by Rutu Modan

Other authorsIshai Mishory (Translator)
Hardcover, 2021

Call number





Drawn and Quarterly (2021), 284 pages


"When a great antiquities collector is forced to donate his entire collection to the Hebrew University in Jerusalem, Nili Broshi sees her last chance to finish an archeological expedition begun decades earlier--a dig that could possibly yield the most important religious artifact in the Middle East. Motivated by the desire to reinstate her father's legacy as a great archeologist after he was marginalized by his rival, Nili enlists a ragtag crew--a religious nationalist and his band of hilltop youths, her traitorous brother, and her childhood Palestinian friend, now an archeological smuggler. As Nili's father slips deeper into dementia, warring factions close in on and fight over the Ark of the Covenant! Backed by extensive research into this real-world treasure hunt, Modan sets her affecting novel at the centre of a political crisis. She posits that the history of biblical Israel lies in one of the most disputed regions in the world, occupied by Israel and contested by Palestine. Often in direct competition, Palestinians and Israelis dig alongside one another, hoping to find the sacred artifact believed to be a conduit to God. Two time Eisner Award winner Rutu Modan's third graphic novel, Tunnels, is her deepest and wildest yet. Potent and funny, Modan reveals a Middle East caught up in the past while trying to inch ever forward."--… (more)

Media reviews

Every page is gripping, every frame profoundly political. If Modan has given us a tightly plotted adventure story, she has also delivered a brilliantly daring satire [...]

User reviews

LibraryThing member villemezbrown
"Raiders of the Lost Ark" gets crossed with "It's a Mad, Mad, Mad, Mad World" as an eccentric cast of characters get sucked into a search for the Ark of the Covenant. The mixed up group of treasure hunters are pulled together by an unemployed Israeli single mom who takes up her father's lifelong
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quest but hits a snag when she realizes the dig site is behind a security wall under Palestinian territory. Slightly tame hijinks ensue in a story that looks and feels a little Tintinesque.

A happy diversion with a smidge of politics and a heap of idealism.
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LibraryThing member quondame
Nili, who as the young daughter of a brilliant archeologist was known for discovering a special treasure resumes her now senile father's search for the arc of the covenant without alerting her father's once colleague turned betrayer but everyone involved brings in too many people, old grudges bring
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on new betrayals and alliances and the possibility of deadly consequences are just a hair trigger away. It's people being people in a real pressure cooker of a situation.
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LibraryThing member streamsong
Nili is from a family of Israeli archaeologists. As a child she discovered an iconic artifact while accompanying her renowned father on a dig.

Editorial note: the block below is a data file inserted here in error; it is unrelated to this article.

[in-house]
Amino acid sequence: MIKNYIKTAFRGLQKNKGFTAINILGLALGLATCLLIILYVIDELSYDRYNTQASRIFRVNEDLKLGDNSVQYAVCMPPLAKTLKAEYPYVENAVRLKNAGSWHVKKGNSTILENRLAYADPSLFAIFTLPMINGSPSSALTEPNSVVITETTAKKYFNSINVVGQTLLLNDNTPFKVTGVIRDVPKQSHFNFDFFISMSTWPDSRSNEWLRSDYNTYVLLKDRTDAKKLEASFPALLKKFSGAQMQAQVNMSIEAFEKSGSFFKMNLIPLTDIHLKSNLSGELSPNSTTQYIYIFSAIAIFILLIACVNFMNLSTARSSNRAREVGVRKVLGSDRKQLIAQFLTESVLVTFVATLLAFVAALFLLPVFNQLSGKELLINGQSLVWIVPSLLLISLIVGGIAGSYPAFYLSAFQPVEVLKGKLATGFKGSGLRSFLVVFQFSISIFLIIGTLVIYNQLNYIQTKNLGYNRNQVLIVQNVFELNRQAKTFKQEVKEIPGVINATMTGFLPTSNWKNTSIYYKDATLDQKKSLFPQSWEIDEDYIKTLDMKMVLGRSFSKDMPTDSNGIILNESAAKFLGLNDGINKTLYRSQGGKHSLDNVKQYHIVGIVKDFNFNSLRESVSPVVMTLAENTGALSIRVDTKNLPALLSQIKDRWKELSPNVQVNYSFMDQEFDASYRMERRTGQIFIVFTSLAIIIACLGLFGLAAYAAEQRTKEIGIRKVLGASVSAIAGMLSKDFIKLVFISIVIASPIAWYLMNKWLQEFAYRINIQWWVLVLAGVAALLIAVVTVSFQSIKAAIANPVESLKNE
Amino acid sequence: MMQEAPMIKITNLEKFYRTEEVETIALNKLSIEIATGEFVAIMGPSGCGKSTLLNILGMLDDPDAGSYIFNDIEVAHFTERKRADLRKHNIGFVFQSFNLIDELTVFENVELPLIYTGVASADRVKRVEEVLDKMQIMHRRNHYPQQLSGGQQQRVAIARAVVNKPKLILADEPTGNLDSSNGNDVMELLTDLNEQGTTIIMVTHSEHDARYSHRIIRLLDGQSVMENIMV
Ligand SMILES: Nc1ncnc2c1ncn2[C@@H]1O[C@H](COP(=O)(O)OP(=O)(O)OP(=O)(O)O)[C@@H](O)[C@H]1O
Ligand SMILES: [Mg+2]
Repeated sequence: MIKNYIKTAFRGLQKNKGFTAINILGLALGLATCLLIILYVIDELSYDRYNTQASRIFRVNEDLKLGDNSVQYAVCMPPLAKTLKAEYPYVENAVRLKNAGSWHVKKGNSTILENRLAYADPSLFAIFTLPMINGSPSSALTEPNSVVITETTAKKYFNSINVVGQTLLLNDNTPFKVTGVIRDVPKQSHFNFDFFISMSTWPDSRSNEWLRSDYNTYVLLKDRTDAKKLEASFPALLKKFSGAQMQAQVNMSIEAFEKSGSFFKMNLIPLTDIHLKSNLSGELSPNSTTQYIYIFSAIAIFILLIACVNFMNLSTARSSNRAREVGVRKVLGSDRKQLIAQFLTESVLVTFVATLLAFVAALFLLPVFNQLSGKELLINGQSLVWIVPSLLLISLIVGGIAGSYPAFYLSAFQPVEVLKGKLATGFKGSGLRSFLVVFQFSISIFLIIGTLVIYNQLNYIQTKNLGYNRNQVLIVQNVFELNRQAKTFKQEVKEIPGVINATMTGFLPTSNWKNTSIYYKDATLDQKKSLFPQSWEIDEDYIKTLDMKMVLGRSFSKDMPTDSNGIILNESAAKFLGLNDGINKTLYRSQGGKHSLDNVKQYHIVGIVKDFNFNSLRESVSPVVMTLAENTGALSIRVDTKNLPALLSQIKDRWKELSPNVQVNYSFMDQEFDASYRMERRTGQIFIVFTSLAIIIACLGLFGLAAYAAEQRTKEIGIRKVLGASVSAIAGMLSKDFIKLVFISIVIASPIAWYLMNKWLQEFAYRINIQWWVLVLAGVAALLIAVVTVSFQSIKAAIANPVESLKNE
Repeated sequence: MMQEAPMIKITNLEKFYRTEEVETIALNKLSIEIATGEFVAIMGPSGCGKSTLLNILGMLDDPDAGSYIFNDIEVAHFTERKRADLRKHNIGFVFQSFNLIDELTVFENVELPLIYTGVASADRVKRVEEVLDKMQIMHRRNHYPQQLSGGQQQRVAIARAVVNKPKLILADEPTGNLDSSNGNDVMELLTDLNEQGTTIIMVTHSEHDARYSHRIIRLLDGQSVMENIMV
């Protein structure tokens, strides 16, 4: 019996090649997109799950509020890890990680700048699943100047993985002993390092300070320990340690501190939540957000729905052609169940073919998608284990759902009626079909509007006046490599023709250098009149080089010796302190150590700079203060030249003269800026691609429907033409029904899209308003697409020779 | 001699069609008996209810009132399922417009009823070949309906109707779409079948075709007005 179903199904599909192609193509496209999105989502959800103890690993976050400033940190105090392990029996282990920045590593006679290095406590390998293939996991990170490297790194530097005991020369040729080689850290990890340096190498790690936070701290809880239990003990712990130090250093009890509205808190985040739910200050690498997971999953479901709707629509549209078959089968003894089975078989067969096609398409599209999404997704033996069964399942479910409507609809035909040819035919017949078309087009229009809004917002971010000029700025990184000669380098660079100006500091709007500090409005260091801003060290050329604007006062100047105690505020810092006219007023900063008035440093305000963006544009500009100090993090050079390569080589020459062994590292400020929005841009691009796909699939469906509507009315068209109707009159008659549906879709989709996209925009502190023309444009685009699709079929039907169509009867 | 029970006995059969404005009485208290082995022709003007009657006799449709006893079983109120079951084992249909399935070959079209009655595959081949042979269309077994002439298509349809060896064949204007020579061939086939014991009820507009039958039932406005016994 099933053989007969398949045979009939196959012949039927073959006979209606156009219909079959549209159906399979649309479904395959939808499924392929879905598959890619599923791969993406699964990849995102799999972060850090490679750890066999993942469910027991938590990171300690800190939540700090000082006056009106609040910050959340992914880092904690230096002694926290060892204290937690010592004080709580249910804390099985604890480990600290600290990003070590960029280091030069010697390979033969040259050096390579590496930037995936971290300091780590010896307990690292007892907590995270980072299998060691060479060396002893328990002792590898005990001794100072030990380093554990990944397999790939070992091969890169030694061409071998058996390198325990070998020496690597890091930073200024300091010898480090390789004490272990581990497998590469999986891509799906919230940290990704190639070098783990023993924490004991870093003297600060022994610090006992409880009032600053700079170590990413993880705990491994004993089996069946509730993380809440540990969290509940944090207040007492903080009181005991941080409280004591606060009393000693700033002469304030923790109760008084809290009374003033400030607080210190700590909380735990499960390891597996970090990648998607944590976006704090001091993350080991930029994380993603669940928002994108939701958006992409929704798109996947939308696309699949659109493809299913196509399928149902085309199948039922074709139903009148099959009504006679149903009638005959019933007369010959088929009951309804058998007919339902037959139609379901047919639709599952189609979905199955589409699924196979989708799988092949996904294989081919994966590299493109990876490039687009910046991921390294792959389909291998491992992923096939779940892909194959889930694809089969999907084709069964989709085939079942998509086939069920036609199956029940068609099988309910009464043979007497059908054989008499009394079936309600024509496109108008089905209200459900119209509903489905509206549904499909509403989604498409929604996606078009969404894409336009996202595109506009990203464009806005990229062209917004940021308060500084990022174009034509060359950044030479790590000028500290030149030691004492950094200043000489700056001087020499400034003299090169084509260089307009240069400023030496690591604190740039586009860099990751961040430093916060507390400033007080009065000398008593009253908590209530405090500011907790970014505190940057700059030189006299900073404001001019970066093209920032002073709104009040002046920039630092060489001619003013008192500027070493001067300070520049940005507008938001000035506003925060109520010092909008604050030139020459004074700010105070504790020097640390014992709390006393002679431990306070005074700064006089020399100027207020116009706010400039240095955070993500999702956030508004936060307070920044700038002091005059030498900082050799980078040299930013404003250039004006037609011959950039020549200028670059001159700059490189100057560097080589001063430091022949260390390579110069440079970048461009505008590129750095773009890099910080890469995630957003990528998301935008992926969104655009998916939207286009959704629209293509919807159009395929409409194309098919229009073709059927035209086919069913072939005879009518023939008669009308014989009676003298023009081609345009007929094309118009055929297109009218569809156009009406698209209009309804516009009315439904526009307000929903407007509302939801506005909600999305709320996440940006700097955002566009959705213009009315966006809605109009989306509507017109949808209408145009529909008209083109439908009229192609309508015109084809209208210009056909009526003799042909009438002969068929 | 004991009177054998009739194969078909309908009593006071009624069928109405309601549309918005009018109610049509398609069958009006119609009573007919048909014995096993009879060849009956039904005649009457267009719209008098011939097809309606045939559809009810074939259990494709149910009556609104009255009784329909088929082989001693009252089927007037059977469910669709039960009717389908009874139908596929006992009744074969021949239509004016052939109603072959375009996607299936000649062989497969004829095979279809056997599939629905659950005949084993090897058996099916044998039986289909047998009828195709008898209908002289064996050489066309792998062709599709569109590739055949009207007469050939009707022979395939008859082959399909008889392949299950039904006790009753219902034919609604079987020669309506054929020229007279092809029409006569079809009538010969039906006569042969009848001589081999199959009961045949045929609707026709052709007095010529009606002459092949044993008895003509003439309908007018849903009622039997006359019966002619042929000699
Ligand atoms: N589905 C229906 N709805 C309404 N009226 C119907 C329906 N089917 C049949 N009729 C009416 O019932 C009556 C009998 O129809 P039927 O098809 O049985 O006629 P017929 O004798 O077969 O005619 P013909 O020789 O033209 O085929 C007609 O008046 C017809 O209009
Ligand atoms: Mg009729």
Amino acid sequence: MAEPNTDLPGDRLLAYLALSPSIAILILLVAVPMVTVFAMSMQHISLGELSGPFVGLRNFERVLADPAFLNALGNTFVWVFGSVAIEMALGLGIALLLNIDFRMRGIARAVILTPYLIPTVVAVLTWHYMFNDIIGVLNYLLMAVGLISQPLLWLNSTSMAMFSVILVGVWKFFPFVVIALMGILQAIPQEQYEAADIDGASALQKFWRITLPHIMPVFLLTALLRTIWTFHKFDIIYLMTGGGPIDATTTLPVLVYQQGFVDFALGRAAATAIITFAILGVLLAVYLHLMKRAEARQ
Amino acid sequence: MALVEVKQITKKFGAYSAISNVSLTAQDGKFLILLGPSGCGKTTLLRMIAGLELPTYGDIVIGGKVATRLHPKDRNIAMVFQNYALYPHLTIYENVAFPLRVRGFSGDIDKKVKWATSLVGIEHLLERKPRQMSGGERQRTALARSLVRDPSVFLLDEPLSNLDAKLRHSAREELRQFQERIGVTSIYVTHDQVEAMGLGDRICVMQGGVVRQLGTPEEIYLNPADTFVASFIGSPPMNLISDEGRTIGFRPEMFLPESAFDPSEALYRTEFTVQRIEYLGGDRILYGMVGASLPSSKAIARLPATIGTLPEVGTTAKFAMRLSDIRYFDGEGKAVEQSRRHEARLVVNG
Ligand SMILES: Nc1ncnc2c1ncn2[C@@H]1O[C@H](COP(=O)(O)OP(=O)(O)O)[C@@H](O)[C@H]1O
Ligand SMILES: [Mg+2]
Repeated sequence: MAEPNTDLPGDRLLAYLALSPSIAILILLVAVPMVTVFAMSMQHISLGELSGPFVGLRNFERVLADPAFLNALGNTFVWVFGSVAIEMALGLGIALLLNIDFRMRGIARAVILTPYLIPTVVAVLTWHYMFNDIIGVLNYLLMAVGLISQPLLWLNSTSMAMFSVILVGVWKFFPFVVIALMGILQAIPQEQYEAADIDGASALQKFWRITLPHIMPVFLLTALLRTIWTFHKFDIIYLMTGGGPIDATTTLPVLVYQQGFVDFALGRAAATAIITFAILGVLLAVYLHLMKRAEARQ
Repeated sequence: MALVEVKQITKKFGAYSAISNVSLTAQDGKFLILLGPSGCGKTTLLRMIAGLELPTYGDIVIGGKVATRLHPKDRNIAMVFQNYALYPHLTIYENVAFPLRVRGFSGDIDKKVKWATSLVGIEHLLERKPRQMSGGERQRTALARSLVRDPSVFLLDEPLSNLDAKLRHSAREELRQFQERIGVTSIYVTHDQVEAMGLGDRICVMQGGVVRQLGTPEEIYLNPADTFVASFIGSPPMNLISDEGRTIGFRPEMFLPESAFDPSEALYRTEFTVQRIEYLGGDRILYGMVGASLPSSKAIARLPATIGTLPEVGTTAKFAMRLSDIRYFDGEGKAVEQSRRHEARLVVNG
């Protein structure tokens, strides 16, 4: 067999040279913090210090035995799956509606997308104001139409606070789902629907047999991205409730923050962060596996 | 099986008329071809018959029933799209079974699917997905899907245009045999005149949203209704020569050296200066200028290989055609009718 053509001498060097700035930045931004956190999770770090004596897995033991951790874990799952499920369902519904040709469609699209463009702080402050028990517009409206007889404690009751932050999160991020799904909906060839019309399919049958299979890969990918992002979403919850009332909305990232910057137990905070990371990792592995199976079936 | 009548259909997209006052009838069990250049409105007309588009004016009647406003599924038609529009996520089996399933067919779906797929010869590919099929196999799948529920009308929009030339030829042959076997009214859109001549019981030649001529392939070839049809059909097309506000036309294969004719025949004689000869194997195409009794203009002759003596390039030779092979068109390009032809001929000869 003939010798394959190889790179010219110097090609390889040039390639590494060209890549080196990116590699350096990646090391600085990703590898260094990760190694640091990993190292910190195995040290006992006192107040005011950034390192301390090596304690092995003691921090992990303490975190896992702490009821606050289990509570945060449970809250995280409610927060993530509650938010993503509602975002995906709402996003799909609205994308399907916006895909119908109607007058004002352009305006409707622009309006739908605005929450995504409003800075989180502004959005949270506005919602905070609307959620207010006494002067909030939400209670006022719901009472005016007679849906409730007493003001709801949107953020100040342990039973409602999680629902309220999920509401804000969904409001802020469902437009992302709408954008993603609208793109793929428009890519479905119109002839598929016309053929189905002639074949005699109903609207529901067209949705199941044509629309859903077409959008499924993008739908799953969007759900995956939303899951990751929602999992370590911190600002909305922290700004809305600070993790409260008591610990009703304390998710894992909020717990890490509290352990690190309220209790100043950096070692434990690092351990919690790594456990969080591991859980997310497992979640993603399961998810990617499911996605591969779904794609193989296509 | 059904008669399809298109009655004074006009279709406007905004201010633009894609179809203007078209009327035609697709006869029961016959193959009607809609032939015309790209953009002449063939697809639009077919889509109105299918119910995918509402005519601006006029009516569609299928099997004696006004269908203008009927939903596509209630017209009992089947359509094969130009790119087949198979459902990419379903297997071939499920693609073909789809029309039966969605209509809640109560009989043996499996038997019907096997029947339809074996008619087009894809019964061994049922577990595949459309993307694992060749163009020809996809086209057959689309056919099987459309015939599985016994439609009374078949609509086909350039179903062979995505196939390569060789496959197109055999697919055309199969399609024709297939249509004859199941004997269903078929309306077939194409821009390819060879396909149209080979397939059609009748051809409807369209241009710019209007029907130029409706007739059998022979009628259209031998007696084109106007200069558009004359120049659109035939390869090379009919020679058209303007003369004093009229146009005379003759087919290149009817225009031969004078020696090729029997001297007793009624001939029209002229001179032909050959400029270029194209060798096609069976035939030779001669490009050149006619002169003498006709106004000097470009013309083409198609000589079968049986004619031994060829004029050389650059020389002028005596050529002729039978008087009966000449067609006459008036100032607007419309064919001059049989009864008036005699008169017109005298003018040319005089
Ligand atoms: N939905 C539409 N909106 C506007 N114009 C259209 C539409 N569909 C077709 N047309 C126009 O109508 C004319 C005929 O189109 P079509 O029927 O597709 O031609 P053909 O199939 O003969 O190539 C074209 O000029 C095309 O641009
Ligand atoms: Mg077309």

Now her father is suffering from dementia. But Nili believes that her father may have uncovered the truth about where the Ark of the Covenant is hidden –
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and so she returns to a site her father had previously identified but had to abandon due to the Palestinian war.

There is only one problem – the Ark lies in Palestinian territory on the other side of Israel’s protective wall. With an offbeat crew, she accesses her father’s old tunnels in the area and hopes to tunnel her way to where the Ark is hidden.

But the course of such an unlikely adventure doesn’t go smoothly. Others, including her father’s old professional/academc rival as well as Nili’s archaeologist brother would also long to be the discoverers of this treasure. Not all conflicts occur between warring countries, but also happen within professions and families.

I have enjoyed several other of Rutu Modan’s graphic novels, including my favorite [Exit Wounds]. She always brings something unique about conflict to the table and this one was no exception. I was a bit confused in the opening part of the book, as it felt we were dropped into the middle of the story. However, I soon got my bearings and enjoyed this offbeat archaeological adventure.
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LibraryThing member aront
Loved the drawing style. Some of the characters were interesting others were too stereotypical. The zany story was occasionally amusing but didn’t always keep me interested. The best part were the stories within the story. The epilogue explains the book’s main failing: Modan sees the story as
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political allegory and allegory always makes art inauthentic.
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LibraryThing member thisisstephenbetts
Loved this! There is a strong Tintin-vibe to this — the ligne clair, historical treasure hunt and broad cast of characters — but it's more complex & politically aware than Hergé. Centers around a search for the Ark Of The Covenant in Palestine, with multi-generational family drama, soldiers,
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crooks, swindlers, terrorists, rabbis, and plot twists and reversals galore. Go read! I wanted to reread straight away. An interesting afterword from Modan also shouldn't be missed.
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Middle East Book Award (Honorable Mention — Youth Literature — 2022)
Excellence in Graphic Literature Award (Finalist — Adult Fiction — 2022)
Sophie Brody Medal (Honorable Mention — 2022)




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